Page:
— Aunt Jane's Nieces • Edith Van Dyne

... particular to write about. My hard work is now over for the season with a fair prospect of being remunerated in everything but the wheat. My wheat, which would have produced from four to five hundred bushels with a good winter, has yielded only seventy-five. My oats were good, and the corn, if not injured by frost this fall, will be ...
— Letters of Ulysses S. Grant to His Father and His Youngest Sister, - 1857-78 • Ulysses S. Grant

... now—that is the sacred tradition with all political exiles. Yes, yes—you must; beside, how horrid it would have been to part after a few weeks and go our separate ways—you to the right, I to the left—and with only the consoling prospect of meeting again some day beyond the stars! So you will come to Paris, and if you have any intention of getting up a revolution in Germany, I beg that you will count me among your confederates. You need not laugh—Paris is swarming with Spanish refugees of all parties, and I have had plenty of opportunity ...
— The Malady of the Century • Max Nordau

... distant and of scant moment. She knew that she was going forward because she must; that otherwise she would lie here in the lonely wilderness and die. In her exhaustion she noted, as one does note his own soul-play when overwrought, that the prospect of death seemed less terrible than that of utter desertion. The mountains were so big they stifled her. With every tortuous step forward this formidable land all about her had grown more severe, more lonely, more to her like the kingdom of desolation than she had ever ...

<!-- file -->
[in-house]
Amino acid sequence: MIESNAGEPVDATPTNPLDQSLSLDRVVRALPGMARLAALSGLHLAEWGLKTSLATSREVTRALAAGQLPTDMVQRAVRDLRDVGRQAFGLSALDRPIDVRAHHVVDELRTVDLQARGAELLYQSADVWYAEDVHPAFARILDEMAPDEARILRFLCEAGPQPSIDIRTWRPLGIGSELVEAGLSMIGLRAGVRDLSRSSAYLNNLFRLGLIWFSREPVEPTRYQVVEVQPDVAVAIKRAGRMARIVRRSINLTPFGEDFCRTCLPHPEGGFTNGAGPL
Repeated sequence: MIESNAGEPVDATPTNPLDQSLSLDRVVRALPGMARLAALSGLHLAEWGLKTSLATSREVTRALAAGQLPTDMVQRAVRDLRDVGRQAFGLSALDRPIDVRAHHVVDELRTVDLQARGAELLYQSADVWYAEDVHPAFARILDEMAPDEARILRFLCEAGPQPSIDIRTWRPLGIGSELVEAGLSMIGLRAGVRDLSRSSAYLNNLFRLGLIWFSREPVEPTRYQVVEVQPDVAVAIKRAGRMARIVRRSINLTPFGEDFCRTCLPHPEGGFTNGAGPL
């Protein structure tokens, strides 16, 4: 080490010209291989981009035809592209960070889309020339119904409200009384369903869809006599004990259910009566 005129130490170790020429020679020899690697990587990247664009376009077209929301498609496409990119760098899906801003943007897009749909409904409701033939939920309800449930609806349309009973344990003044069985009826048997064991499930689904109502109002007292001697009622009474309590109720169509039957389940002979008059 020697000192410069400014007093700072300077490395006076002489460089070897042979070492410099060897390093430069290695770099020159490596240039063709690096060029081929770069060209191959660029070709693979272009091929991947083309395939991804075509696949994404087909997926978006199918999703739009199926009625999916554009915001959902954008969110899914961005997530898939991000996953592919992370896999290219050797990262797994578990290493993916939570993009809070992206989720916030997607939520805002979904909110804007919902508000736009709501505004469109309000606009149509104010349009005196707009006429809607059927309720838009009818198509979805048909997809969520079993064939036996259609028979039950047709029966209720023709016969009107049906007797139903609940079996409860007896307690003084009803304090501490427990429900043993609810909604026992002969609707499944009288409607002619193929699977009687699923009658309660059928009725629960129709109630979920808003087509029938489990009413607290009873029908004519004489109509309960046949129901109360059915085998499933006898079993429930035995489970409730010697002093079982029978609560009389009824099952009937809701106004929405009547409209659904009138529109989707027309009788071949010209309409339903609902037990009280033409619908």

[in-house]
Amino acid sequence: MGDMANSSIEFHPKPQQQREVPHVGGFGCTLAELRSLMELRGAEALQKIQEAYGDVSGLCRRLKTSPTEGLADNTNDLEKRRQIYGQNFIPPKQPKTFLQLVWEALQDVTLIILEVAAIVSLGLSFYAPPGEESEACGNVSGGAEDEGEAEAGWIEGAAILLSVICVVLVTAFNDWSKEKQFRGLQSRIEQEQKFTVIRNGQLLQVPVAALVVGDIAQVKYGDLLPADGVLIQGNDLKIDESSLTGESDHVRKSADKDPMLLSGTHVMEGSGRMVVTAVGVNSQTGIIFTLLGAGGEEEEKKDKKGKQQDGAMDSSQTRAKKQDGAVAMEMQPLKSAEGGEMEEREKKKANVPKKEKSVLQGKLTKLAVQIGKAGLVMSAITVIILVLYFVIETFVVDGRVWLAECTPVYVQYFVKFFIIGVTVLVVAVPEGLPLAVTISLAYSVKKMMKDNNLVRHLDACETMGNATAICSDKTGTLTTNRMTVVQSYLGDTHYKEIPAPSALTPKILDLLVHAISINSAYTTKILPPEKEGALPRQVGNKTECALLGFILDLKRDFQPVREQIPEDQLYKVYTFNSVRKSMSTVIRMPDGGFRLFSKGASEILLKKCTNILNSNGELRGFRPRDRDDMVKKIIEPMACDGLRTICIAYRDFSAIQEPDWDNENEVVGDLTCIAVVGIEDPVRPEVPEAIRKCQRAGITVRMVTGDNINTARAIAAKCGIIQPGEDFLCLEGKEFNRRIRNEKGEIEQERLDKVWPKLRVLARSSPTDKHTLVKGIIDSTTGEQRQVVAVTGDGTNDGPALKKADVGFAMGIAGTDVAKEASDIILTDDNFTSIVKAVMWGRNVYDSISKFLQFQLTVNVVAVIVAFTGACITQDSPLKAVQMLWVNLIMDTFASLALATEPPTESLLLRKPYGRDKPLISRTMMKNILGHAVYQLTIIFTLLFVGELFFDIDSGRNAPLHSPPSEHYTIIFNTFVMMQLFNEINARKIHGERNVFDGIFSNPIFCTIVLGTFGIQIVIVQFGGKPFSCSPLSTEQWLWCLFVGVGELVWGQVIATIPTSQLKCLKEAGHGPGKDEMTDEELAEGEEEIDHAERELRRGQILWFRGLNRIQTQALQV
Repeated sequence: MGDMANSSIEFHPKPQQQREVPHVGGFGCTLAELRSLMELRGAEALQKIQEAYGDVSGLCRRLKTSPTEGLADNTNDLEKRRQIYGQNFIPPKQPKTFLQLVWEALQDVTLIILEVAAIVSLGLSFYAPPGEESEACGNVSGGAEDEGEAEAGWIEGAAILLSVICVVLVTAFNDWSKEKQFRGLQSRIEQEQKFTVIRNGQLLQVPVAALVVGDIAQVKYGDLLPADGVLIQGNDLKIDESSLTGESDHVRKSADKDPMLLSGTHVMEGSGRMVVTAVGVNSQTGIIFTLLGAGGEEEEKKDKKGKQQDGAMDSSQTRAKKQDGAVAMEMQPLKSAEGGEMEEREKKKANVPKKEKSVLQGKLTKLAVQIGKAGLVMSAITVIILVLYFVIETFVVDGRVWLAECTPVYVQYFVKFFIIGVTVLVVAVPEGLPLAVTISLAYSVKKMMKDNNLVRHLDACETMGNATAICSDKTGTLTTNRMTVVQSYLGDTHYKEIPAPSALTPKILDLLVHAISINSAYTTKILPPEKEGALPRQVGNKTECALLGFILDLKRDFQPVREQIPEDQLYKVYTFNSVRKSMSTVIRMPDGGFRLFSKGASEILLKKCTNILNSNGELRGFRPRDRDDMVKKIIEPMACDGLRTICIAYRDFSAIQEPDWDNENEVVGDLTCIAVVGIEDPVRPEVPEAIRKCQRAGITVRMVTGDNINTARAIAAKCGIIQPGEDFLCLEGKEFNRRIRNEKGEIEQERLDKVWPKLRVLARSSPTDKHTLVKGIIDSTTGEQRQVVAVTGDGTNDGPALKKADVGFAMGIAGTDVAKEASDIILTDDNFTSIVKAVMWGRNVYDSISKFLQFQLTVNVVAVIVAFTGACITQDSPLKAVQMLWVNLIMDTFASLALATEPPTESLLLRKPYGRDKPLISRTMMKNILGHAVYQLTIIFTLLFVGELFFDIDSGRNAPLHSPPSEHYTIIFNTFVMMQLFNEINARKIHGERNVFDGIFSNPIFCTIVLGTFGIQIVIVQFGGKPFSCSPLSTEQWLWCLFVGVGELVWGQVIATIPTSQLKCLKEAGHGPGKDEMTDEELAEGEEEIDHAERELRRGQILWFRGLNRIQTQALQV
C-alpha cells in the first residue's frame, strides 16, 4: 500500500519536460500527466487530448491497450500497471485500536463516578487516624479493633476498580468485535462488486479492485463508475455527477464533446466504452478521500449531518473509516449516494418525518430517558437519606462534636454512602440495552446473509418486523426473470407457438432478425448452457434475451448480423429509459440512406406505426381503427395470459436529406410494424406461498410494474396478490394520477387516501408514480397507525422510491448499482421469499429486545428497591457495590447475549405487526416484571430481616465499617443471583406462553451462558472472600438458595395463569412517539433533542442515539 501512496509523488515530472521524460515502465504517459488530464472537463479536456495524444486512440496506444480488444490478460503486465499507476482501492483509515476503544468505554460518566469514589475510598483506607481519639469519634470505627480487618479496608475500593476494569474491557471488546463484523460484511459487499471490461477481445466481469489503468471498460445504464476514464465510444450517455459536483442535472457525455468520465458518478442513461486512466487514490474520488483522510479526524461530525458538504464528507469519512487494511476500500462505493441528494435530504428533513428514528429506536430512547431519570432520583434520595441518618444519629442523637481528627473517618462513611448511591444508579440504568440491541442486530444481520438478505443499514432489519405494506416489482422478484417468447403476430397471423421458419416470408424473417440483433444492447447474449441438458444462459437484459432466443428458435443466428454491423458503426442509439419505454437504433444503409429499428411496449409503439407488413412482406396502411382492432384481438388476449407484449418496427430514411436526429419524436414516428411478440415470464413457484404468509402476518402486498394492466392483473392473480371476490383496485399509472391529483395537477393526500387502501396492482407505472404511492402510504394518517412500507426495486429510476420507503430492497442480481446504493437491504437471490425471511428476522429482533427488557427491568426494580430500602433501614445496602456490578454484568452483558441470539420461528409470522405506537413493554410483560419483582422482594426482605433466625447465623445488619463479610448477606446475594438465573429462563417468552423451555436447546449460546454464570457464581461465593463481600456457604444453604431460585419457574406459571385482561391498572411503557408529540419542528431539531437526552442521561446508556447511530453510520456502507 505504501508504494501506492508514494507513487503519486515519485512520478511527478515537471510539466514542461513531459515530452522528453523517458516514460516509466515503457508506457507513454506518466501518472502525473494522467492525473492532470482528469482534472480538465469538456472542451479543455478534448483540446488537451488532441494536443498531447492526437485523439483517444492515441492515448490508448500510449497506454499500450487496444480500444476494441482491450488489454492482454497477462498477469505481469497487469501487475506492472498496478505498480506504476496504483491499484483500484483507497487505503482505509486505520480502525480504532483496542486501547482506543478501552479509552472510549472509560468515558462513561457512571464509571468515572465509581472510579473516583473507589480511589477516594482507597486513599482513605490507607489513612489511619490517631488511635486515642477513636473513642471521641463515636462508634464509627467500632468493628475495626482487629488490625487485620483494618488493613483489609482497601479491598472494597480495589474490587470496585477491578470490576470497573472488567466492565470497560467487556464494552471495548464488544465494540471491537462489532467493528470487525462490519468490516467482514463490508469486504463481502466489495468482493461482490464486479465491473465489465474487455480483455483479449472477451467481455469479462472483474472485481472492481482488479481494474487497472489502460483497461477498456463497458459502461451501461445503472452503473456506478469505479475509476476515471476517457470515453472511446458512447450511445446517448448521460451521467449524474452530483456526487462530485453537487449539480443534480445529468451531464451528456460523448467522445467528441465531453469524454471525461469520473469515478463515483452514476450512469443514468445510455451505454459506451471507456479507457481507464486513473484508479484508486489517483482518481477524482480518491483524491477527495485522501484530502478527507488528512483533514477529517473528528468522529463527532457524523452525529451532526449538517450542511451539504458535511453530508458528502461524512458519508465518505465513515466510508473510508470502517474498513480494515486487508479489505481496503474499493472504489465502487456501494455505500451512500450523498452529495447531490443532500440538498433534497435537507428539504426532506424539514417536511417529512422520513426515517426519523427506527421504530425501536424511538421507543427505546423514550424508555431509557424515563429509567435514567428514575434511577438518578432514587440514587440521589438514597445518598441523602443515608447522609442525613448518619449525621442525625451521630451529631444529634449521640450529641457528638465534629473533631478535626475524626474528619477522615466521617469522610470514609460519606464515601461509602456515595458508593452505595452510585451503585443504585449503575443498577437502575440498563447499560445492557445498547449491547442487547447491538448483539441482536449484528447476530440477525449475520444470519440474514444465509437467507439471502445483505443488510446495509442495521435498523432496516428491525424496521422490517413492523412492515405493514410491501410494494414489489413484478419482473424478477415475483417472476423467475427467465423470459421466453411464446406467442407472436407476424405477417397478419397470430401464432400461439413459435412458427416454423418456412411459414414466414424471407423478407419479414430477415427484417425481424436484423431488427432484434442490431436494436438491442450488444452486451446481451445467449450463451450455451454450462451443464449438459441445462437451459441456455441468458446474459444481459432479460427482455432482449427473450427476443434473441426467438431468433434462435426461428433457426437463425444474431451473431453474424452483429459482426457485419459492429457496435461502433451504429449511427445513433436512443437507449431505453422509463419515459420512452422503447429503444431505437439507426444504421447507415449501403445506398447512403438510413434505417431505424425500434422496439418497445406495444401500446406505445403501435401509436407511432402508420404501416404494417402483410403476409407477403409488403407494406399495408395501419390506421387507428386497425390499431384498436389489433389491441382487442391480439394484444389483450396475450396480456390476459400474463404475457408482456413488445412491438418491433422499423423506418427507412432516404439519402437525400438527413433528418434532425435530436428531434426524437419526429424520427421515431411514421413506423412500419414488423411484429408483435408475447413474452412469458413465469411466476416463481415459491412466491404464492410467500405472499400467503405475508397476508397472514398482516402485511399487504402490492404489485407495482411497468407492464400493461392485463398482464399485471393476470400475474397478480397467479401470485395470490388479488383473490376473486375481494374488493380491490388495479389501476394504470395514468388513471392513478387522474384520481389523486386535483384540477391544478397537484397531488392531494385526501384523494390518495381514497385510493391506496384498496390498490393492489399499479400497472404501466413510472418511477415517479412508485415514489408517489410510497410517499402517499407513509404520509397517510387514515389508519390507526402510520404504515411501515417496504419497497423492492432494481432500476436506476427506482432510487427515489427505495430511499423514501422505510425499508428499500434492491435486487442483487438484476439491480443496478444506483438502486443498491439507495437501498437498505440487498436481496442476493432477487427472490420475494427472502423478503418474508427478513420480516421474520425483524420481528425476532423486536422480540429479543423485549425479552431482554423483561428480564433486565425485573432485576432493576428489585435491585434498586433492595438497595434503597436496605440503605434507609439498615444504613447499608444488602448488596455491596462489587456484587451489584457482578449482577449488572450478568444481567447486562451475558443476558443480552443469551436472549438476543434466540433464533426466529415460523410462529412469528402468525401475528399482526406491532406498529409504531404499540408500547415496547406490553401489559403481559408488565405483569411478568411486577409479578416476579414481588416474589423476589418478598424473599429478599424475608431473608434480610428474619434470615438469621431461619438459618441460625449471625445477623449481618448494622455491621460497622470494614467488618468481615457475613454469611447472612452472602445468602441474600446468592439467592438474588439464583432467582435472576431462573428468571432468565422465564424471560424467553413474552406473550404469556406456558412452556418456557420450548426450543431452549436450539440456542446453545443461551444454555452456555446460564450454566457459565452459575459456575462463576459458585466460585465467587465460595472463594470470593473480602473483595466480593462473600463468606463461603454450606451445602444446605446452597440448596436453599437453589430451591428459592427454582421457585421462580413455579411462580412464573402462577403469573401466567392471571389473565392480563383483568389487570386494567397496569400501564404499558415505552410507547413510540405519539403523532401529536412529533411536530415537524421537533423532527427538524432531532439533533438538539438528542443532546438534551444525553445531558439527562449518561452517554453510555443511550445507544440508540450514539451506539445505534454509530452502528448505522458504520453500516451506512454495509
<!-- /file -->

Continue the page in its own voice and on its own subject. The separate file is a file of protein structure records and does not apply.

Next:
— The Everlasting Whisper • Jackson Gregory

... arm, sauntered on without speaking, till they attained the crest of a sweeping bit of upland, and the house and the sea came in view. Here they halted, and stood for a minute in contemplation of the prospect. ...
— The Lady Paramount • Henry Harland

... the prospect of finding leisure, in a prison, to transcribe those papers for the press which they have collected with indefatigable labour, and oftentimes at the expense of their rest, and all the other conveniences of life, for ...
— Calamities and Quarrels of Authors • Isaac D'Israeli

... ideals, new goals for attainment. To live for a day in a world that built Chartres Cathedral, even if it makes the living in a world that creates the "Black Country" of England or an Iron City of America less a thing of joy and gladness than before, equally opens up the far prospect of another thirteenth century in the times that are to come and urges to ardent action toward ...